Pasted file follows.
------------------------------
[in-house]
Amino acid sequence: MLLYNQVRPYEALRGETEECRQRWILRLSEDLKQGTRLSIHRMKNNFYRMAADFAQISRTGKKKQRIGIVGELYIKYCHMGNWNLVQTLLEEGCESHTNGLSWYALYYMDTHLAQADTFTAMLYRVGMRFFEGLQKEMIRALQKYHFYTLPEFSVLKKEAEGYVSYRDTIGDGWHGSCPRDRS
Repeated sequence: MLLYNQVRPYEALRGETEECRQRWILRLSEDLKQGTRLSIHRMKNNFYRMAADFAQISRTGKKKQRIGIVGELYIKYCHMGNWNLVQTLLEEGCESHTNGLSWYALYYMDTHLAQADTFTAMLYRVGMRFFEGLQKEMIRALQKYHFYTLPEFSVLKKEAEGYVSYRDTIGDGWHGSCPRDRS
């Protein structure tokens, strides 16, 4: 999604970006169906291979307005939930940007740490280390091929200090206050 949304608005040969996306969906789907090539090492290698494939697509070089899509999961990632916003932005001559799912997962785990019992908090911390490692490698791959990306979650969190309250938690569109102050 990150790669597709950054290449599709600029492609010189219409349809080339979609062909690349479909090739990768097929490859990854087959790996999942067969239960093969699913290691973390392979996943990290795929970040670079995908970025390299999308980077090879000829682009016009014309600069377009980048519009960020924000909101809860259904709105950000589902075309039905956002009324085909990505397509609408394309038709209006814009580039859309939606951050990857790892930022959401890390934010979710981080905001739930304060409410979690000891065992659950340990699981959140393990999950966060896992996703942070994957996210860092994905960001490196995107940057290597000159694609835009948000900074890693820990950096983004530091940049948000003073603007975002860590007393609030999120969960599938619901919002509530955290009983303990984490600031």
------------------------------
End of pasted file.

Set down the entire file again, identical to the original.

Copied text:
[in-house]
Amino acid sequence: MLLYNQVRPYEALRGETEECRQRWILRLSEDLKQGTRLSIHRMKNNFYRMAADFAQISRTGKKKQRIGIVGELYIKYCHMGNWNLVQTLLEEGCESHTNGLSWYALYYMDTHLAQADTFTAMLYRVGMRFFEGLQKEMIRALQKYHFYTLPEFSVLKKEAEGYVSYRDTIGDGWHGSCPRDRS
Repeated sequence: MLLYNQVRPYEALRGETEECRQRWILRLSEDLKQGTRLSIHRMKNNFYRMAADFAQISRTGKKKQRIGIVGELYIKYCHMGNWNLVQTLLEEGCESHTNGLSWYALYYMDTHLAQADTFTAMLYRVGMRFFEGLQKEMIRALQKYHFYTLPEFSVLKKEAEGYVSYRDTIGDGWHGSCPRDRS
């Protein structure tokens, strides 16, 4: 999604970006169906291979307005939930940007740490280390091929200090206050 949304608005040969996306969906789907090539090492290698494939697509070089899509999961990632916003932005001559799912997962785990019992908090911390490692490698791959990306979650969190309250938690569109102050 990150790669597709950054290449599709600029492609010189219409349809080339979609062909690349479909090739990768097929490859990854087959790996999942067969239960093969699913290691973390392979996943990290795929970040670079995908970025390299999308980077090879000829682009016009014309600069377009980048519009960020924000909101809860259904709105950000589902075309039905956002009324085909990505397509609408394309038709209006814009580039859309939606951050990857790892930022959401890390934010979710981080905001739930304060409410979690000891065992659950340990699981959140393990999950966060896992996703942070994957996210860092994905960001490196995107940057290597000159694609835009948000900074890693820990950096983004530091940049948000003073603007975002860590007393609030999120969960599938619901919002509530955290009983303990984490600031």